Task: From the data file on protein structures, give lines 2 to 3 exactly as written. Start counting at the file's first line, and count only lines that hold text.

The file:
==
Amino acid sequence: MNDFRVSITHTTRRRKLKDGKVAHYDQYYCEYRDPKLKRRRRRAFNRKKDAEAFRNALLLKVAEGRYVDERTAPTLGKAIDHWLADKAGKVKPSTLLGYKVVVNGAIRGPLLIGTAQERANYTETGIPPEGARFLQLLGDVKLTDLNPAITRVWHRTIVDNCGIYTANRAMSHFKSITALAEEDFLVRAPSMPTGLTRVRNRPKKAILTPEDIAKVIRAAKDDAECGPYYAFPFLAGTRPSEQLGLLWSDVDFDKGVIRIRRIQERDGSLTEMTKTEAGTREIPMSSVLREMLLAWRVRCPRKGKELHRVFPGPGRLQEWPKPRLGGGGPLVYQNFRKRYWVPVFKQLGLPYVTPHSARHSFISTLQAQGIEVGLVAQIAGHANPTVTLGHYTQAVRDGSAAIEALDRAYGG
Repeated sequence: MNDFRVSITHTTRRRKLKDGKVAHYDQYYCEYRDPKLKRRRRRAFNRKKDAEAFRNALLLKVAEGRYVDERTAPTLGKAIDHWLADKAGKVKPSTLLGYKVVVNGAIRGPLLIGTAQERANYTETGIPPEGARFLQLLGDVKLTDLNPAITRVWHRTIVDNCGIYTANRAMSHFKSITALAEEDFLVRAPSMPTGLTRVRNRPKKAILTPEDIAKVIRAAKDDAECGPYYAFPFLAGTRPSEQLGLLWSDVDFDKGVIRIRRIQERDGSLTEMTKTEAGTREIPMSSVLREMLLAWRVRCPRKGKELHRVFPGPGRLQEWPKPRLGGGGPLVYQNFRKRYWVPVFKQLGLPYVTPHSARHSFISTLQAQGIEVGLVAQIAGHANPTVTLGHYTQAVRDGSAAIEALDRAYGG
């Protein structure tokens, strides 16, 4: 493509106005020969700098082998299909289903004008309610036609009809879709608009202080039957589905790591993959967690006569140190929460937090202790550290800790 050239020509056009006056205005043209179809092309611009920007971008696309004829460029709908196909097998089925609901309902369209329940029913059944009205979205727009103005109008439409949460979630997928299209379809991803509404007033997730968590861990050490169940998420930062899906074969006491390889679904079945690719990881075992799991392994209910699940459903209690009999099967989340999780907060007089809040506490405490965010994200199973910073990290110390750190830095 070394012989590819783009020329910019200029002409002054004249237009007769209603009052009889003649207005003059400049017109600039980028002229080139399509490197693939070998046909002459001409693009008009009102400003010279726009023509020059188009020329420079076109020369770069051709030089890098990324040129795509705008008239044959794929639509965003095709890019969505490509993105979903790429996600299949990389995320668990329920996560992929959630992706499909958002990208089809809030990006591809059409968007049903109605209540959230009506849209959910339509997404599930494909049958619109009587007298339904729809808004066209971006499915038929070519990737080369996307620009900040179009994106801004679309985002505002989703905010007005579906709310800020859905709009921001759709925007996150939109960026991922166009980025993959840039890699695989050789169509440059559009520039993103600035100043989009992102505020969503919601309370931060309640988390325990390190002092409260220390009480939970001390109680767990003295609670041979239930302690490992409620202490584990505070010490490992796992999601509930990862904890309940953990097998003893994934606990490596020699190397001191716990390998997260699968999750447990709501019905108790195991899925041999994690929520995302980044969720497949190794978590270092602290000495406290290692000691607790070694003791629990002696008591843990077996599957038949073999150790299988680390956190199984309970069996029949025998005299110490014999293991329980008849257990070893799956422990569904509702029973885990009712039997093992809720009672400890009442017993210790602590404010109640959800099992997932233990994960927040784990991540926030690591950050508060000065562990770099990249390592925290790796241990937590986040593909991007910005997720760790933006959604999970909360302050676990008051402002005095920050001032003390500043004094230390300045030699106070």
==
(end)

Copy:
Repeated sequence: MNDFRVSITHTTRRRKLKDGKVAHYDQYYCEYRDPKLKRRRRRAFNRKKDAEAFRNALLLKVAEGRYVDERTAPTLGKAIDHWLADKAGKVKPSTLLGYKVVVNGAIRGPLLIGTAQERANYTETGIPPEGARFLQLLGDVKLTDLNPAITRVWHRTIVDNCGIYTANRAMSHFKSITALAEEDFLVRAPSMPTGLTRVRNRPKKAILTPEDIAKVIRAAKDDAECGPYYAFPFLAGTRPSEQLGLLWSDVDFDKGVIRIRRIQERDGSLTEMTKTEAGTREIPMSSVLREMLLAWRVRCPRKGKELHRVFPGPGRLQEWPKPRLGGGGPLVYQNFRKRYWVPVFKQLGLPYVTPHSARHSFISTLQAQGIEVGLVAQIAGHANPTVTLGHYTQAVRDGSAAIEALDRAYGG
């Protein structure tokens, strides 16, 4: 493509106005020969700098082998299909289903004008309610036609009809879709608009202080039957589905790591993959967690006569140190929460937090202790550290800790 050239020509056009006056205005043209179809092309611009920007971008696309004829460029709908196909097998089925609901309902369209329940029913059944009205979205727009103005109008439409949460979630997928299209379809991803509404007033997730968590861990050490169940998420930062899906074969006491390889679904079945690719990881075992799991392994209910699940459903209690009999099967989340999780907060007089809040506490405490965010994200199973910073990290110390750190830095 070394012989590819783009020329910019200029002409002054004249237009007769209603009052009889003649207005003059400049017109600039980028002229080139399509490197693939070998046909002459001409693009008009009102400003010279726009023509020059188009020329420079076109020369770069051709030089890098990324040129795509705008008239044959794929639509965003095709890019969505490509993105979903790429996600299949990389995320668990329920996560992929959630992706499909958002990208089809809030990006591809059409968007049903109605209540959230009506849209959910339509997404599930494909049958619109009587007298339904729809808004066209971006499915038929070519990737080369996307620009900040179009994106801004679309985002505002989703905010007005579906709310800020859905709009921001759709925007996150939109960026991922166009980025993959840039890699695989050789169509440059559009520039993103600035100043989009992102505020969503919601309370931060309640988390325990390190002092409260220390009480939970001390109680767990003295609670041979239930302690490992409620202490584990505070010490490992796992999601509930990862904890309940953990097998003893994934606990490596020699190397001191716990390998997260699968999750447990709501019905108790195991899925041999994690929520995302980044969720497949190794978590270092602290000495406290290692000691607790070694003791629990002696008591843990077996599957038949073999150790299988680390956190199984309970069996029949025998005299110490014999293991329980008849257990070893799956422990569904509702029973885990009712039997093992809720009672400890009442017993210790602590404010109640959800099992997932233990994960927040784990991540926030690591950050508060000065562990770099990249390592925290790796241990937590986040593909991007910005997720760790933006959604999970909360302050676990008051402002005095920050001032003390500043004094230390300045030699106070």